2007, with Jerry we never did Dryland, if we did Dryland the heater was broken and I had enough help from parents, coaches and they were good by the way, it wasn’t a negative for me, it was a positive for me. Parent coaches that came from programs that offered the Dryland you got to do it, you got to do it, you got to do it, you got to do it, you got to do it; thinking where am I going to do it, how am I going to do it; you know I did not see it, so I put it in as one of the sets and I made sure that I was getting core work within the swimming program. Not necessarily 15 minutes before or 15 minutes after or 30 minutes with a parent, I got lucky a few seasons with that, but I still have it in my outline.

It was at about this time that my first growth challenge hit. With this outline I could not finish a practice in 90 minutes and it drive me absolutely crazy to decide, “What am I going to drop?” Absolutely insane, I could not figure it out. I hated it that there was something that I did not get to. Okay, so I would have to write it under the next day. Well, I did not get to it the next day. We are all, okay well, then I have got to start with it the next day after that. Well, then I am doubly not getting into something, I was trying everything and it was very difficult for my brain to handle this.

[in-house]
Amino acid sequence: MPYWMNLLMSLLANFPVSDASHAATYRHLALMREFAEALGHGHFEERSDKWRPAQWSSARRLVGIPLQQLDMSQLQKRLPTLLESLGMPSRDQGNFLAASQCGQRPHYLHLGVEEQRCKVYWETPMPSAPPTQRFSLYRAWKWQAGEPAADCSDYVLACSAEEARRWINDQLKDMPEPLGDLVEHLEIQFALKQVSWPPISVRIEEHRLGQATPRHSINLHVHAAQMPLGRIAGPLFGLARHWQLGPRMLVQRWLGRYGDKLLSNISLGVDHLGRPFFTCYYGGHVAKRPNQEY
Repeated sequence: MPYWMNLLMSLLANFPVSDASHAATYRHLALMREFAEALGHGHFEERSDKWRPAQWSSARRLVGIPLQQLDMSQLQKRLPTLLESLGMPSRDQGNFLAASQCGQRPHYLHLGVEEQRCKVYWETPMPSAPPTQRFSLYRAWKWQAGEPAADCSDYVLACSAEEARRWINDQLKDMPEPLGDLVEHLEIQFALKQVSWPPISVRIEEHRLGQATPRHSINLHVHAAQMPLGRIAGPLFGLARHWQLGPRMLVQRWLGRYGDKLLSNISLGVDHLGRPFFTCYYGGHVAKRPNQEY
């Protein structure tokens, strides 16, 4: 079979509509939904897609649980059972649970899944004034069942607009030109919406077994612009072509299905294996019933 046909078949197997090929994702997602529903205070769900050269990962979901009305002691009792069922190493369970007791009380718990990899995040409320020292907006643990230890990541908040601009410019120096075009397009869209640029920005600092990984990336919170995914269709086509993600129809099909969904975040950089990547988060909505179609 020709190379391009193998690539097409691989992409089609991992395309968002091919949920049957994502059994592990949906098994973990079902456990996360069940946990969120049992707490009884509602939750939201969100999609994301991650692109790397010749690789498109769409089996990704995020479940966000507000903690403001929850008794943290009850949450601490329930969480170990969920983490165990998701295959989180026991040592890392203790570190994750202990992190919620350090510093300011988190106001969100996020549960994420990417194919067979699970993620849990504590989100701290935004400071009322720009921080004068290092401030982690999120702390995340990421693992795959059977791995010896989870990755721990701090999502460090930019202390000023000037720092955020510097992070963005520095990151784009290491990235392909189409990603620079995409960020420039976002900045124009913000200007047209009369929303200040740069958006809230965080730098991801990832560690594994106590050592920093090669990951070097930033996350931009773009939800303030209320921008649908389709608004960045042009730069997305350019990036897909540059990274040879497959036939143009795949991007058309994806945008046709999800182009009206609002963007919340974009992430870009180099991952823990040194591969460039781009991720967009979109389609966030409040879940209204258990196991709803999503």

Then in about 2009 I thought, “I do not have to finish a practice.” I have an outline and whenever we finish it we are done. Tomorrow I am going to come back and I am going to start from that point in the outline. I know that I can warm up with drills, so drills came off the outline really. I think I probably still have them up here, but drills came off the outline and drills turned into warm up and then I started just wherever I left off I picked up. Then I no longer had to worry about that sequence of warm up, main set, kick, stroke blah, blah, blah, blah, blah, blah, blah, blah; okay.

So, in 2009 because of that because of that sequencing there would be days I did not get to an energy system set and that bothered me. So I added two aerobic sets. Now, I say energy systems because back then in 2009 I was only doing aerobic. I did not understand pace, I did not understand anaerobic; I was in default mode at this time in my career. Default mode meaning in the fall we did kicking and aerobic, in the winter we really hammered him, January we started to get a little bit faster and then we got ready to race fast, come championship season.

So I was very much in default mode. Why was I doing that? That is the way I felt, that is the way I remembered that I was trained all my years. That is the way I saw people training athletes around me. There was nobody talking in vocabulary, you know at first, at first I heard about it was people started talking about Australian Swimming, Australian Swimming and I had no idea what they were talking about, but I knew aerobic work and I knew it worked for our program.